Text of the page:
EAST African region will continue to lead other regions in Africa in terms of economic growth thanks to infrastructure investment and the expansion of financial and telecoms services, an Institute of Chartered in England and Wales (ICAEW)’s latest report says.
The report which paints a rosy picture of growth in the region says East Africa is expected to remain the strongest growing region with a 6.3 per cent economic expansion this year.
Ethiopia, Rwanda, Tanzania and Uganda are all expected to record real GDP growth above 6 per cent this year, largely due to infrastructure investment and the expansion of financial and telecoms services.
African economic growth has in general been driven by public infrastructure investment and the expansion of services to a largely underserviced population.
However, financial technology (FinTech) is increasingly receiving attention from both private and public sector, facilitating innovation in other sectors of the economy and allowing African nations to leapfrog more traditional infrastructure.
Michael Armstrong, Regional Director, ICAEW Middle East, Africa and South Asia said “African economic growth is currently driven mostly by traditional sectors, However, FinTech has the opportunity to leapfrog other key drivers and to foster inclusive development. But this can only happen if it is managed properly.”
Almost one-third of total funding on the continent was raised by fintech start-ups in 2017. This can be supported by the fact that 60 per cent of all mobile money accounts globally can be found in sub-Saharan Africa (SSA), according to an Ecobank study.
The FinTech sector is set to show strong growth over the medium term, from roughly $200m in 2018 to $3bn by 2020. The majority of these investments have been routed towards Kenya, Nigeria and South Africa. It is expected that success in FinTech in these countries will expand to other African countries.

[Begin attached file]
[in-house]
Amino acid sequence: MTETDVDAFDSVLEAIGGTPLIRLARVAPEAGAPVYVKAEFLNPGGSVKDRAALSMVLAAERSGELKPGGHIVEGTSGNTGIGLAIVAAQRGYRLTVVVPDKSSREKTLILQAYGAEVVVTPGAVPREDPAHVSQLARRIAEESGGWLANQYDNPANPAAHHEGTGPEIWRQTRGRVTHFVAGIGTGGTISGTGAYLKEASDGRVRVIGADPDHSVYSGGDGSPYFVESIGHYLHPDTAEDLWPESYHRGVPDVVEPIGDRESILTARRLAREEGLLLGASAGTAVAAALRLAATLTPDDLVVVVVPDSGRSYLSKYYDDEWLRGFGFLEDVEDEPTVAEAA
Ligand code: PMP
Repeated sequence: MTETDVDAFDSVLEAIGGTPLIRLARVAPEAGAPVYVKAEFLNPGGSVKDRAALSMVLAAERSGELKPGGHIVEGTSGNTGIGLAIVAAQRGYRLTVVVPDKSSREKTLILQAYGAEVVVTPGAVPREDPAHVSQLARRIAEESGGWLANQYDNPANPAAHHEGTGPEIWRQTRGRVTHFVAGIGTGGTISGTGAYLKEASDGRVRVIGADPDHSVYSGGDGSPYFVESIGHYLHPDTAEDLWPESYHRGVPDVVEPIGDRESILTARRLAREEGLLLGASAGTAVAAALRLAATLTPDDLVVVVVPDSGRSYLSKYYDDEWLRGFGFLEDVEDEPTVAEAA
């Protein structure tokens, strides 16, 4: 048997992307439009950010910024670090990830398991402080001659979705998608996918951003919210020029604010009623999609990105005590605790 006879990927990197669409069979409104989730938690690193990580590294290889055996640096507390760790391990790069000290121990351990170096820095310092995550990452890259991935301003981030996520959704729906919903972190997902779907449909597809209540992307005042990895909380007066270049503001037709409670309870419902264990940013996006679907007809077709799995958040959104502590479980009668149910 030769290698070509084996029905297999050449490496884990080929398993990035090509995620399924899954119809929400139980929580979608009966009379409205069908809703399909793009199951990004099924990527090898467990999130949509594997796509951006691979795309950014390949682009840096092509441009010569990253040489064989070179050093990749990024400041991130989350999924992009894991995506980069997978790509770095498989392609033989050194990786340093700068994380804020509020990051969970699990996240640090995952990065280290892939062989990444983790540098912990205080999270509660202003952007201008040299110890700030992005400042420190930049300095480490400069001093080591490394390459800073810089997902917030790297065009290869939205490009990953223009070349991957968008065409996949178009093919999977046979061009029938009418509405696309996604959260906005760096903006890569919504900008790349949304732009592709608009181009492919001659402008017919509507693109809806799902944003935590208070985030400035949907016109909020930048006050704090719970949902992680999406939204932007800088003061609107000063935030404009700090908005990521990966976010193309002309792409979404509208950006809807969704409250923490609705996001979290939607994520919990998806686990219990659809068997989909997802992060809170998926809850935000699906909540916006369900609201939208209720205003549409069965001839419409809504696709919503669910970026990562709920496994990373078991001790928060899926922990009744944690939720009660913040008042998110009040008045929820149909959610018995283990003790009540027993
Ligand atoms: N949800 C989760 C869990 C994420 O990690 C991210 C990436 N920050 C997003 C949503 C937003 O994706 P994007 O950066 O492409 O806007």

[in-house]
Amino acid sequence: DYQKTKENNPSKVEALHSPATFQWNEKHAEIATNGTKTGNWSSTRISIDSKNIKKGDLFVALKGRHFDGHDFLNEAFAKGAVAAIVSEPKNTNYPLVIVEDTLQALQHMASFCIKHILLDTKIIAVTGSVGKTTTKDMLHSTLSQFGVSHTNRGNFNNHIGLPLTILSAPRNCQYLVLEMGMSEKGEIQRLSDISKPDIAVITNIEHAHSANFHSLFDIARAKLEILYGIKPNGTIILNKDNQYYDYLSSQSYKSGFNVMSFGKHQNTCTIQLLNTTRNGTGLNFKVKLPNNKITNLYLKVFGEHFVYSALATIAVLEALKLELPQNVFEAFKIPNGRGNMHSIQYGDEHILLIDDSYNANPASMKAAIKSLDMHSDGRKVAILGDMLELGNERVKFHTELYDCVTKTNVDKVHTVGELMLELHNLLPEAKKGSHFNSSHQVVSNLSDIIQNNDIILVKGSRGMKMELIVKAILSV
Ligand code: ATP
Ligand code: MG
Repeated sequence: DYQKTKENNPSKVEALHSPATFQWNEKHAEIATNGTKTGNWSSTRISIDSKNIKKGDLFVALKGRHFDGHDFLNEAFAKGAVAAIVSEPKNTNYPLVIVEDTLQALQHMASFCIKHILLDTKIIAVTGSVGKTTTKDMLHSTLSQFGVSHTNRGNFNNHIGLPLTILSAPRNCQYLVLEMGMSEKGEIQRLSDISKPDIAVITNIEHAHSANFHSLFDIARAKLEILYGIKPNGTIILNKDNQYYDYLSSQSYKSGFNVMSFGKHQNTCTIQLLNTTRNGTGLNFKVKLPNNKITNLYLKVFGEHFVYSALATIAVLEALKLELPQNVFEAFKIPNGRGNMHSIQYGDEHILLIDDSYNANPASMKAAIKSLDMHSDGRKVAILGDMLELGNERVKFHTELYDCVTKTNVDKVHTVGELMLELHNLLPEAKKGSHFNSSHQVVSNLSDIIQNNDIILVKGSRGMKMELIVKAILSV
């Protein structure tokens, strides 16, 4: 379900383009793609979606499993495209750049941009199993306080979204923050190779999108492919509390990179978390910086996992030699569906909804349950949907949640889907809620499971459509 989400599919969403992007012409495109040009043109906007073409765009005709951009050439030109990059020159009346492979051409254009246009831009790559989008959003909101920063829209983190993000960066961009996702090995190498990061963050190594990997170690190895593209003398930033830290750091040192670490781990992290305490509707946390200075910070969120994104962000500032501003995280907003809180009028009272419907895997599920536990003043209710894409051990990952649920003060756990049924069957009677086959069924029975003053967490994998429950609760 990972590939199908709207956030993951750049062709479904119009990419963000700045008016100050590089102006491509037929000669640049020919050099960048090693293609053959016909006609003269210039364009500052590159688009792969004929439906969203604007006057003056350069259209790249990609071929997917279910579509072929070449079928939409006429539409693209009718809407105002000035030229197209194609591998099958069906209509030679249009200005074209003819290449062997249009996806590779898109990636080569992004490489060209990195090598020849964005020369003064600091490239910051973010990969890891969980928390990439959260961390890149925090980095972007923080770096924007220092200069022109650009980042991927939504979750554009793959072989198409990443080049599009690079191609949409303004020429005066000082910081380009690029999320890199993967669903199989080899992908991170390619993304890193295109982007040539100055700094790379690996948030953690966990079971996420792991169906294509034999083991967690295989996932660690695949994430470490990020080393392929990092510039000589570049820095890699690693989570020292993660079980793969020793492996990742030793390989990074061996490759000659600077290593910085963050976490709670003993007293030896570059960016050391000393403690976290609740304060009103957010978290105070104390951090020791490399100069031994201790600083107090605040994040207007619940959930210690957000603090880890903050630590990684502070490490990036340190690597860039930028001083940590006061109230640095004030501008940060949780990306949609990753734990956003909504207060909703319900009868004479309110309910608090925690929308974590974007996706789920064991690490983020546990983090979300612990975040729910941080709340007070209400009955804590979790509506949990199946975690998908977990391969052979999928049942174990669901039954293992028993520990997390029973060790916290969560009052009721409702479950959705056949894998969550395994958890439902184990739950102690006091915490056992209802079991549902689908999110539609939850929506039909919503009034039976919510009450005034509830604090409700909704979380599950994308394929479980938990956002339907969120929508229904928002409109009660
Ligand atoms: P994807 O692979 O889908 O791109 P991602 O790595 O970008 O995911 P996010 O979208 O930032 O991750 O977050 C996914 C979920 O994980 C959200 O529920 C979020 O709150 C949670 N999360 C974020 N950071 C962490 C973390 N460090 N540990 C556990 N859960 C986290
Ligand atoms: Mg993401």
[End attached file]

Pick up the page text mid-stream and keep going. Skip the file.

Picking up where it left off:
The Franc Zone is expected to record a commendable 4.9 per cent expansion this year. Senegal saw a relatively free and fair election in February setting the stage for positive increase in economic performance of 6.5 per cent. Ivory Coast’s economic growth is forecast to reach 7.0 per cent this year, boosted by a rebound in agricultural exports and a strong industrial sector.
In Central and West Africa, there are signs of a more broadbased economic recovery in Nigeria, which is set to grow by 2.5 per cent this year. Rising oil output should continue to boost GDP in Ghana which will grow by 6.4 per cent this year.
The DRC’s economy will benefit from strong momentum in the mining sector, but non-mining activity will remain constrained by a weak currency and high inflation. GDP growth is nonetheless forecast to rise to 4.4 per cent in 2019. In Southern Africa the economy is expected to contract by 1.5 per cent this year as it lurches from very bad to worse.
This situation if further compounded by Zimbabwe’s political instability which still remains a concern. Onlookers were hoping for Angola’s to grow by 1.1 per cent this year owing to reform efforts, which have continued to build confidence.
South Africa’s economy whose growth is currently at 1.3 per cent saw a sombre budget reading in February. South Africa and Malawi are both projected to grow by 4.2 per cent, Botswana by 4.4 per cent, Namibia by 2.1 per cent and Mozambique by 3.4 per cent, all of which are gearing up for elections.
Policy making and implementation will take a backseat to promises, but significant instability is not expected. In North Africa, the past quarter has raised the spectre of widespread instability.
Sudan is expected to grow by 1.2 per cent despite the popular uprising which has led to the resignation of longtime President Omar Al-Bashir.
Egypt, which is set to grow by 5.4 per cent, is grappling with the idea of President Abdel Fattah Al- Sisi seeking to change the constitution to stay in power past 2022.